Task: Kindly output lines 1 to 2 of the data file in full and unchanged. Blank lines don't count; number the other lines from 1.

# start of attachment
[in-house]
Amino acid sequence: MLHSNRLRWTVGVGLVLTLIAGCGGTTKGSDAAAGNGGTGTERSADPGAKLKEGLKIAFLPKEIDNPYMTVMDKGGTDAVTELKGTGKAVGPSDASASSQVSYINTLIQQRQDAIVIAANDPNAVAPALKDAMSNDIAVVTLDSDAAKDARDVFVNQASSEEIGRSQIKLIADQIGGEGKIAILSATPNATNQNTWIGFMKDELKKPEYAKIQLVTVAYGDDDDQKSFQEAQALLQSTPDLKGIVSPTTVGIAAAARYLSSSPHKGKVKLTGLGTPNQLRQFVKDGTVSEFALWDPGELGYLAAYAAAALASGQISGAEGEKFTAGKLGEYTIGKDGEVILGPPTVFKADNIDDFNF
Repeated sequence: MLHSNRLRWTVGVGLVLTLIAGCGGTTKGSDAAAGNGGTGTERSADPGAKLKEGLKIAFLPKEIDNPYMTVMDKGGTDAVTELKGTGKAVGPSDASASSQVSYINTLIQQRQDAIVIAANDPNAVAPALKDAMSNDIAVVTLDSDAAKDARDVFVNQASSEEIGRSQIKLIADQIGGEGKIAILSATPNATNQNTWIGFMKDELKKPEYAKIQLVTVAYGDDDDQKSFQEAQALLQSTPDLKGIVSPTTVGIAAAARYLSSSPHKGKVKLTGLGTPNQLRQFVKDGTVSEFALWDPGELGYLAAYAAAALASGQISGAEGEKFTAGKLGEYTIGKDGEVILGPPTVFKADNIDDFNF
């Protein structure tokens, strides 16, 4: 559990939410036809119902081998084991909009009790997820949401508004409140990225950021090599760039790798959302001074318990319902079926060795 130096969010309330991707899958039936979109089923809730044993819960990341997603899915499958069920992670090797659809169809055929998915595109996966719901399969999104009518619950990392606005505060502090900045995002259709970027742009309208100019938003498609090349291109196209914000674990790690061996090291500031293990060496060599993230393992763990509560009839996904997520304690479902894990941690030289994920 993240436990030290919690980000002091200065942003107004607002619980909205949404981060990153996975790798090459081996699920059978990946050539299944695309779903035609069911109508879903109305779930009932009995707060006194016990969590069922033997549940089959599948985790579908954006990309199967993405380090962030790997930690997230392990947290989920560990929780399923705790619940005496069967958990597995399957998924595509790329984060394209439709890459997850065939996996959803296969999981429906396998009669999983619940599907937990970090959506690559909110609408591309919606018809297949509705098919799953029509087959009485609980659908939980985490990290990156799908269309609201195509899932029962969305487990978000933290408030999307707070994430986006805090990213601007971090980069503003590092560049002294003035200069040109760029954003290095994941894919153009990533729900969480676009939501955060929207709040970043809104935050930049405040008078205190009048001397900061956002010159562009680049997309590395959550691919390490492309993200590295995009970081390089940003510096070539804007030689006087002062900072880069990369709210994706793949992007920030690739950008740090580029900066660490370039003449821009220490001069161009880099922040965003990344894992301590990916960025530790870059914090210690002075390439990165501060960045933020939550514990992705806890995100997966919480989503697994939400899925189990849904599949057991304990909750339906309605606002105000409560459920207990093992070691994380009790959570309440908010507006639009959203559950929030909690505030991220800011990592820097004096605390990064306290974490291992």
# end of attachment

[in-house]
Amino acid sequence: MLHSNRLRWTVGVGLVLTLIAGCGGTTKGSDAAAGNGGTGTERSADPGAKLKEGLKIAFLPKEIDNPYMTVMDKGGTDAVTELKGTGKAVGPSDASASSQVSYINTLIQQRQDAIVIAANDPNAVAPALKDAMSNDIAVVTLDSDAAKDARDVFVNQASSEEIGRSQIKLIADQIGGEGKIAILSATPNATNQNTWIGFMKDELKKPEYAKIQLVTVAYGDDDDQKSFQEAQALLQSTPDLKGIVSPTTVGIAAAARYLSSSPHKGKVKLTGLGTPNQLRQFVKDGTVSEFALWDPGELGYLAAYAAAALASGQISGAEGEKFTAGKLGEYTIGKDGEVILGPPTVFKADNIDDFNF